Vision:

Social impact bonds (SIBs) are rigorously evaluated and their eventual design enhances and contributes to cost-effective, sustainable programs that provide long-term benefits to participants and local communities, while strengthening the capacity of the nonprofit sector to design additional innovations in service delivery.

Next Steps:

Policy Link: social enterprise, funding reform, evaluation

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3. Our Structures & Governance:

Ensuring the Ontario nonprofit sector’s structures and governing frameworks support our work

Shared Platforms

Typically, if a community group wanted to begin a new program it would incorporate a new nonprofit or charity. This results in many small organizations overwhelmed by administrative and governance functions, diverting time and energy away from program development and service delivery. Shared platforms allow existing nonprofit and charitable organizations to adopt emerging programs and provide them with governance, financial management and other supports. Funders are then freer to invest in these new programs with the assurance of sound oversight and governance.

Vision:

The shared platform model allows emergent projects to focus on their community work by eliminating the immediate need to incorporate and, for charitable projects, obtain a charitable registration. It is an efficient sharing of capacity, nurturing of emergent leadership and allows innovative projects to achieve extraordinary impacts in communities across Canada.

Next Steps:

Policy Link: CRA regulatory reform (federal)

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Ontario Not-for-Profit Corporations Act (ONCA)

The Government of Ontario passed legislation that governs nonprofits in 2010. It is now 2016 and the law has not yet been proclaimed. The current Ontario Corporations Act has not been updated for 60 years and organizations struggle to operate under legislation that is seriously out of date. A second piece of legislation related to the technical service delivery of the Act needs to be introduced and approved by the Legislature before the 2010 Act can be proclaimed.  

Vision:

The nonprofit and charitable sector has an enabling corporate legal framework that is designed to meet the needs of the sector and is regularly updated to meet changes in technology and practice.

Next Steps:

Policy Link: social enterprise

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Community Hubs

A community hub is a critical piece of community infrastructure that connects people and services while supporting dynamic and responsive programming. The Province has initiated a Community Hubs strategy to support service integration in Ontario’s communities. Far from being a new idea, community hubs have a long history in this province (operated by settlement organizations, public libraries, recreation and health centres, and many others) and have enjoyed great support from the public wherever they have existed.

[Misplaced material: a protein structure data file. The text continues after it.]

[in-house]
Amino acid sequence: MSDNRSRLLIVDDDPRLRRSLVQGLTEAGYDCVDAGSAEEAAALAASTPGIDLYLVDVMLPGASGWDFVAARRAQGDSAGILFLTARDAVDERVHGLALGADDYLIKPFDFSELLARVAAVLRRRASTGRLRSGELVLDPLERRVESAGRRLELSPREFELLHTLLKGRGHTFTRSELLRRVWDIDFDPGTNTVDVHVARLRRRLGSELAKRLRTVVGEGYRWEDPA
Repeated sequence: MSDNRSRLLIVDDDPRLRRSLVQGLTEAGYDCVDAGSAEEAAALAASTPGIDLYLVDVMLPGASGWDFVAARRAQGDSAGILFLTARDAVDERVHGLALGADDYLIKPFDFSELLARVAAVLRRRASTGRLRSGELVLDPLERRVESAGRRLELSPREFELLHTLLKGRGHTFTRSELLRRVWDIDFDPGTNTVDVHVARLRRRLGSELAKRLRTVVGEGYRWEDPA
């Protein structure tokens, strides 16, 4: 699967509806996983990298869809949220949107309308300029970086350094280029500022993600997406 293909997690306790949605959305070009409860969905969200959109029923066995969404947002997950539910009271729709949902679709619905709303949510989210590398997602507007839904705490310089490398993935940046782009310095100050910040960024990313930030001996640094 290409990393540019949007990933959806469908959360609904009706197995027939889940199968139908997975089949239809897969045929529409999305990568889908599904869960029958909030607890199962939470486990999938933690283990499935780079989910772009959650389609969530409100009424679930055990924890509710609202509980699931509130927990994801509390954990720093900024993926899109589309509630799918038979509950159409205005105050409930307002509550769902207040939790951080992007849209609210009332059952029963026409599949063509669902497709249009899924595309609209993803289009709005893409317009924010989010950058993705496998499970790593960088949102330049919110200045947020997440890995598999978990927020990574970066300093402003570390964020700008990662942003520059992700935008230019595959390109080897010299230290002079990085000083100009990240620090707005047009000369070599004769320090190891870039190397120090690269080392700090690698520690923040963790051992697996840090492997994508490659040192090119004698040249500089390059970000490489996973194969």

While some hub initiatives have been provincial initiatives (focused on young children), the majority of community hubs to date have been driven by local community groups, at times with municipal assistance. While communities have benefited from these local hub initiatives, it is unclear whether attempts to scale up or adapt these models have been successful. These experiences highlight the need for provincial support and leadership.  

Vision:

The overall direction of a community hub is determined by the community it is created to serve. Each hub’s purpose and design is not imposed top down, but instead emerges from the needs and priorities identified by local communities and remain adaptable and sustainable over time.

Next Steps:

Policy Link: access to capital financing, access to surplus public lands, funding reform

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4. Our Systems:

Putting the systems in place to support an integrated and thriving nonprofit sector in Ontario

Evaluation 

Nonprofits often engage in evaluation under pressure from funders and may not make time to think about how they could use evaluation to serve their own planning and program delivery purposes. There is a need for nonprofits to work together to support evaluation capacity in the sector, to develop a learning culture, and to make evaluation more relevant throughout their work.

Vision:

Clear principles are in place for the evaluation of nonprofit work. Nonprofits play a leading role in shaping a strong approach to evaluation with their communities, funders, and governments.

Next Steps:

Policy Link: data strategy, funding reform, labour force strategy, decent work, social impact bonds (SIBs)

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Data Strategy

The sector faces unique challenges in accessing, analyzing and using data for public benefit. The rapid transformation of data collection, storage and use in the last ten years, and open data initiatives in particular, present unique opportunities for Ontario’s nonprofit sector. In many instances, integrated analysis of data has the potential to influence and potentially transform nonprofit work in communities.

Vision:

Nonprofits have the access, infrastructure, resources and skills to use data to support their missions. Nonprofits and funders use data strategically to inform decision-making.

Next Steps:

Policy Link: evaluation, funding reform, labour force strategy, decent work, pensions